If you speak to Muslim people right now in Australia, you actually get a sense of how they are feeling. In this place, I told the story of Sara, a woman who was caught up in Donald Trump's immigration ban. I told the story of another young woman who was a health professional, who, when she revealed to her patient that she was a Muslim, was basically told, in front of her son, that she would not be welcome in his home if she was wearing the hijab. I have spoken to women who say they do not want to put down their religion on the census or, indeed, their name on the census because they fear what might happen to them. I have spoken to families who say, 'We don't want to buy a house and put down roots in this country because we are worried about where things are going.' That is how people are feeling right now, and it is this sort of legislation that contributes to that. It contributes to that feeling of not being welcome in this country.

Let me say, for me, this is personal. This is very personal. When I see an attack on people of the Islamic faith, I see the same sort of attacks that were launched on my family when the Italians first came: 'They smell. They dress in black. They treat their women terribly. Their food is weird. They speak a strange language. They have these big families. They bludge off the state. They are all criminals and part of the mafia.' We are seeing the same sorts of things repeated now, but all we are seeing is a different group being targeted.

I just say to Senator Lambie and I say to other voices in this place: these are people; open up your heart and your mind; accept an invitation to visit a mosque.

Senator Lambie: What if we can't identify people on the street?

The ACTING DEPUTY PRESIDENT ( Senator Back ): Order!

Senator DI NATALE: Don't bury your head in the sand. Don't choose ignorance and fear. That is the obvious path. Choose one that promotes peace; one that promotes inclusion and diversity. Get to know a Muslim person. Speak to them. They will welcome you into their home. You will see that, like you, they share a common humanity and have the same dreams and hopes for their families: to put a roof over their head, to feed their children, to give them an education and to contribute to this country.

Don't base legislation in this place on tired stereotypes that are based on fear and prejudice. I get that, right now, Muslims are an easy target. People in this place are falling over themselves to see who can be the most vicious and the most hateful towards our fellow Australians. But that is the low road. Take the high road. This bill is not about protecting people or keeping people safe. This is about targeting people. This bill targets women.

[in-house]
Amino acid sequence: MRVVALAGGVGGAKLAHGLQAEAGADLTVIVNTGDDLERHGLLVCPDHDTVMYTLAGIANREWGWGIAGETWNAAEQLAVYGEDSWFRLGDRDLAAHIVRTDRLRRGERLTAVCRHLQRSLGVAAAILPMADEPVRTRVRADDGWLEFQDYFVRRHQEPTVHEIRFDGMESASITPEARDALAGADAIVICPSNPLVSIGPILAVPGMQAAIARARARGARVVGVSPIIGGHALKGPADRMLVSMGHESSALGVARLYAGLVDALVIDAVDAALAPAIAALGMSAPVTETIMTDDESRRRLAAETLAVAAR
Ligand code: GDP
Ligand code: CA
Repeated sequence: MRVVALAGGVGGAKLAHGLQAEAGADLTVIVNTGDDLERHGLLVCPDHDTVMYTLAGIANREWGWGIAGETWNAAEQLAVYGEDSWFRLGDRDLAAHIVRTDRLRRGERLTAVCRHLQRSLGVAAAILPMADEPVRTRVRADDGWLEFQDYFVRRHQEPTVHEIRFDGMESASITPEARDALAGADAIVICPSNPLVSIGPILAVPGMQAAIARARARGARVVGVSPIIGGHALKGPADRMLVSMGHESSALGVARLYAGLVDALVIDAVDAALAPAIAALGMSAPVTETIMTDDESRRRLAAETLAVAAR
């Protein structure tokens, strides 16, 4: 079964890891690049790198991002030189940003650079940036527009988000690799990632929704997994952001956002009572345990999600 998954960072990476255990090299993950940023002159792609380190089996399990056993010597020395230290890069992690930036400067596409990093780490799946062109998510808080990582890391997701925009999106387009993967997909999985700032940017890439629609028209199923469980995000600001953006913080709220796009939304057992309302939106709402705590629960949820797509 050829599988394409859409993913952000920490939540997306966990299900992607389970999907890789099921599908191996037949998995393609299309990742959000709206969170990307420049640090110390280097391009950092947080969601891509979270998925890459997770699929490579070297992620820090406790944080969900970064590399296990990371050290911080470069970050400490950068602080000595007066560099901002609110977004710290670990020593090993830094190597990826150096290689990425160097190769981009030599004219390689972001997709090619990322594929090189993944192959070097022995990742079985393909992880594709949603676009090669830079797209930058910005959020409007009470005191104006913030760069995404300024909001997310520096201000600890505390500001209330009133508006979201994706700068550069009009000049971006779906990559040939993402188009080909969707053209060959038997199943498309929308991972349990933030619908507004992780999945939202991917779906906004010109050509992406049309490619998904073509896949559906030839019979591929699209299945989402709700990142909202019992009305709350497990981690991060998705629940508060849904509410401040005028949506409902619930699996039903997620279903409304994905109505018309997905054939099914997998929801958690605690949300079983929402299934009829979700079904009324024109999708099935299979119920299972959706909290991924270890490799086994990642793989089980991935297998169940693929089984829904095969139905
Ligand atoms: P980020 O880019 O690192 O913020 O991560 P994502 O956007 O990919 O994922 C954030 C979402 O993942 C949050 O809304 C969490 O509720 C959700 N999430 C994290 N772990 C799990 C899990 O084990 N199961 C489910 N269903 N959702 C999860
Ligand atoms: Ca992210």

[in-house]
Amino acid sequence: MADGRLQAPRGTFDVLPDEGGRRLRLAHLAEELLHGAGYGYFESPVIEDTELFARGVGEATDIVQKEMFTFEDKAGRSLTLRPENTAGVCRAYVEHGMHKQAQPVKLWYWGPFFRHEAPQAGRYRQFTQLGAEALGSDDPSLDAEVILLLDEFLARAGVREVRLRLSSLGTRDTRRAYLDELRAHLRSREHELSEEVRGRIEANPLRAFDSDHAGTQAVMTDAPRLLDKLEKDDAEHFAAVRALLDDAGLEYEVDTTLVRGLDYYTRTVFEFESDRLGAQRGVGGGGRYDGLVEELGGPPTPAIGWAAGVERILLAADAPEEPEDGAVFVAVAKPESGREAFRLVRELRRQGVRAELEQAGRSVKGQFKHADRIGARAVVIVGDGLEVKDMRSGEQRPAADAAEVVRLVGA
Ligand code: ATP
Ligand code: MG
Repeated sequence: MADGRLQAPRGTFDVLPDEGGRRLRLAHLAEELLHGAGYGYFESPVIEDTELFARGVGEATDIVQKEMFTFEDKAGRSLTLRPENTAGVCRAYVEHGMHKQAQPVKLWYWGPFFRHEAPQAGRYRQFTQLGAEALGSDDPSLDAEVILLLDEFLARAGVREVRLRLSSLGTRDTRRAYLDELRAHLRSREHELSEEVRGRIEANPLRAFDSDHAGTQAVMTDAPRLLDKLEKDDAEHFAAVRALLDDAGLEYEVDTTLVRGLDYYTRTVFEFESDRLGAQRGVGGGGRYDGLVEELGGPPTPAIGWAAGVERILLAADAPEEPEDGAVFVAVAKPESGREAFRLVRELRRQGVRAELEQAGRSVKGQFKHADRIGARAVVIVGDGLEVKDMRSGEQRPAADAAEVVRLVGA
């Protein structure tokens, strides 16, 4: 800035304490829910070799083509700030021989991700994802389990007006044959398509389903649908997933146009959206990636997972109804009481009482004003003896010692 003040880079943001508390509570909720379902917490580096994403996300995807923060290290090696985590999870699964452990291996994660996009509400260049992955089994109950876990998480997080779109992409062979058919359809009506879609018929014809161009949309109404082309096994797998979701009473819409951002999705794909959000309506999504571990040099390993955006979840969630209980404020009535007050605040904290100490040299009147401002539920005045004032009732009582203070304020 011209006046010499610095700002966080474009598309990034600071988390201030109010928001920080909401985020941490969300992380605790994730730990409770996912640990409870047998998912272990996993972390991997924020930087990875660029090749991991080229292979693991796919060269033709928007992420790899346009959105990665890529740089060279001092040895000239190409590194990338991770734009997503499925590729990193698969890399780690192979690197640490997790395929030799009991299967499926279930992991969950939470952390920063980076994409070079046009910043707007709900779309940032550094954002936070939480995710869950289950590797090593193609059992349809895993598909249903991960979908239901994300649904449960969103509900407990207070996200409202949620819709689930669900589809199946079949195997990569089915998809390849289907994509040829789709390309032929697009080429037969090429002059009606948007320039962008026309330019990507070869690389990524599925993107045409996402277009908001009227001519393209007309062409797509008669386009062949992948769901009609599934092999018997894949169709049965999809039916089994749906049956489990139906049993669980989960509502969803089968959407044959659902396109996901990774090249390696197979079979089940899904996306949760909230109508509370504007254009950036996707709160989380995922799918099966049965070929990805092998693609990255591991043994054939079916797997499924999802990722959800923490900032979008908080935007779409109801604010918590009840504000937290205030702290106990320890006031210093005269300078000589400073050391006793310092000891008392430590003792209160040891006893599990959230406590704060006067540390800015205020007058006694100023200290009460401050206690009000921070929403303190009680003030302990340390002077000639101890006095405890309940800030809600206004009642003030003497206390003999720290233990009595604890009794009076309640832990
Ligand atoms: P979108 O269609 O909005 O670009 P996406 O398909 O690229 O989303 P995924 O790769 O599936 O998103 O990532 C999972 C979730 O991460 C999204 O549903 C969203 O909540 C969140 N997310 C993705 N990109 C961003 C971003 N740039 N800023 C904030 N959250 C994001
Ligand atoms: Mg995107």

Let me finish with the words of a really inspiring young Muslim woman, Tasneem Chopra. She is the chair of the Australian Muslim Women's Centre for Human Rights. It is an outstanding organisation that works with, and advocates for, Muslim women on a range of casework, research, outreach and referral services. In response to this bill, she said that in their experience, the issue 'of forced faced coverings has not emerged as an issue' within the community. But she says: 'What has emerged are the countless cases of discrimination, vilification and violence experienced by women from the wider public. Further, the ongoing policing of women's choice of dress, equating personal expressions of faith with loyalty to Australia, as if being Muslim and being Australian were inalienable, remains a gross abuse of human rights, experienced as state-sanctioned violence. Any proposed curtailment of freedom of movement premised on faith-based dress codes is antithetical to the democratic freedoms this nation champions.'

Australia's greatest quality is the openness of our society. We are a free, open society; an inclusive society. We are a nation founded by immigrants. We are a nation that comes together to celebrate the many diverse cultures that make Australia home. This country is better because of the contribution of people from right around the world. It is what makes us the most successful multicultural nation on earth; indeed, the most successful nation on earth. So I just say again to all those people in this place who seek to use fear and division—perhaps not intentionally, but because of their own prejudices, insecurities and anxieties—open your heart and your mind, talk to somebody who might be different from you but shares the same dreams, goals and aspirations, and what you will find is that we all share a common humanity. And that is something to be celebrated.